-By Brandon Wikman
I’ve been blessed with the opportunity to hunt some of the greatest hunting outfits in the country. Whether it’s nestled in the buck infested Mississippi river bottoms of Buffalo County, Wisconsin or in the palmetto marshes of Florida chasing the elusive Osceola, nothing beats hunting back at home.
The feeling I get when I sit in the very same stand I shot my first deer is almost surreal. An indescribable sensation of memories, history and tradition sweeps over me. I can promise you that the deer aren’t as big, and turkey’s not as fat, but the humbling feeling of putting aside the microphones, batteries, scripts and video camera is nice every once in awhile. I’m very appreciative of having the chance to hunt on camera, but I also like to recollect the times I sat perched in my very own homemade box blind my uncle and I constructed when I was ten years old and dreaming big. The old box-blind was made of scrap wood from our barn that has been replaced, and sported my grandpa’s ancient construction ladder that not only helped getting me up and down the blind, but also remember fond pastimes with him. The blind was properly named, ‘Brandon’s Box-Blind’.
Last weekend I drove back to my hometown of Adams-Friendship, roughly two-hours from where I go to college. I was scheduled to hunt with my good friends at Bluff Bucks Outfitters, so I decided to make a run for memory lane. As soon as my 8am class finished, I shut the books and it was off to see my mom and sister, but also visit my stomping grounds.
I always look forward to coming home. It’s surely pleasant to eat home-cooked meals and sleep in the comforts of where I grew up. Not to mention the woods I hunt is in the backyard, which makes an easy walk from the backdoor.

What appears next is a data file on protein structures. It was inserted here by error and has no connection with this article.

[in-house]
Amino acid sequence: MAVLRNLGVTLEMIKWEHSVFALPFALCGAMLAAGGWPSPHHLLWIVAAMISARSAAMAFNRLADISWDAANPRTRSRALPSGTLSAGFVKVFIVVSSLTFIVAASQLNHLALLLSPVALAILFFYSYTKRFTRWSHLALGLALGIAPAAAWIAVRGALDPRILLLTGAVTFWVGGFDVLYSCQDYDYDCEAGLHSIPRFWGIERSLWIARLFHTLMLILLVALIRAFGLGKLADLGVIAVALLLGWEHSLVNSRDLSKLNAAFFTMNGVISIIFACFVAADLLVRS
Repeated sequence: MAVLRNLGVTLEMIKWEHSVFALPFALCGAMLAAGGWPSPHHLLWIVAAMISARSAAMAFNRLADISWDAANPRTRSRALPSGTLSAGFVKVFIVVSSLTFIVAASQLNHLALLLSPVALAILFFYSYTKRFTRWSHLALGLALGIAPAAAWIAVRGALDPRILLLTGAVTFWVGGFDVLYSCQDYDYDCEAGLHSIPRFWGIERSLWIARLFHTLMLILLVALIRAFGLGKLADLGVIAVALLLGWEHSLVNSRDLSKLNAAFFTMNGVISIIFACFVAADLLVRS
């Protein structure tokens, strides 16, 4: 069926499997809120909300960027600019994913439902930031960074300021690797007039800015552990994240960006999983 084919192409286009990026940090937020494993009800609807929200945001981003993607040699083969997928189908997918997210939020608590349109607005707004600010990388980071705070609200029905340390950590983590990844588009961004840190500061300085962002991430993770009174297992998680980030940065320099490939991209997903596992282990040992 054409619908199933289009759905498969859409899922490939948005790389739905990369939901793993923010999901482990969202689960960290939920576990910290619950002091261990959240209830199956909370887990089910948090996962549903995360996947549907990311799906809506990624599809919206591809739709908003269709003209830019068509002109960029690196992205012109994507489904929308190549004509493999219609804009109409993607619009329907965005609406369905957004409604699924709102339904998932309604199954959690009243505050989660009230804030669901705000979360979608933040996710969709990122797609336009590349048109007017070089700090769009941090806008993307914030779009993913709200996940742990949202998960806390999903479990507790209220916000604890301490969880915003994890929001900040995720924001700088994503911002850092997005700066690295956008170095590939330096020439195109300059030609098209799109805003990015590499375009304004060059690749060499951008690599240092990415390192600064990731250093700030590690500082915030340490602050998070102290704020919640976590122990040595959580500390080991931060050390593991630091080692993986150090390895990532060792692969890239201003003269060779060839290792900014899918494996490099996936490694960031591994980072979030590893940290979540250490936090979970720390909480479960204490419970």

Both evenings’ hunts proved to be successful. I didn’t shoot any deer, but did see a handful of does and a glimpse of a young buck. To be quite honest, it wasn’t about killing any deer at all, but sitting in my chair basking with thoughts of previous years. When I sat down in the chair, it felt like a time machine warping me back into the early years of growing up. I remember hauling my video camera, PB&J, and a backpack full of hunting books to my stand to keep me occupied during the long summer evenings scouting, considering I wasn’t of age to hunt.
I can truly admit, even though I didn’t see a deer over 120-pounds or have a camera documenting each moment, it was one of the best experiences of hunting I’ve ever had. I believe with enough time spent in the woods maturing, a part of us becomes awed and inspired thanks to what nature has to offer. It’s these feelings and fond memories of hunting’s joy, drama and triumph that open’s our heart and eyes to how lucky we are to live an interactive outdoor lifestyle.
I think everyone needs to find time and have their own ‘Box-Blind’ moment to assure we don’t forget those who introduced us and took part in enriching our lives.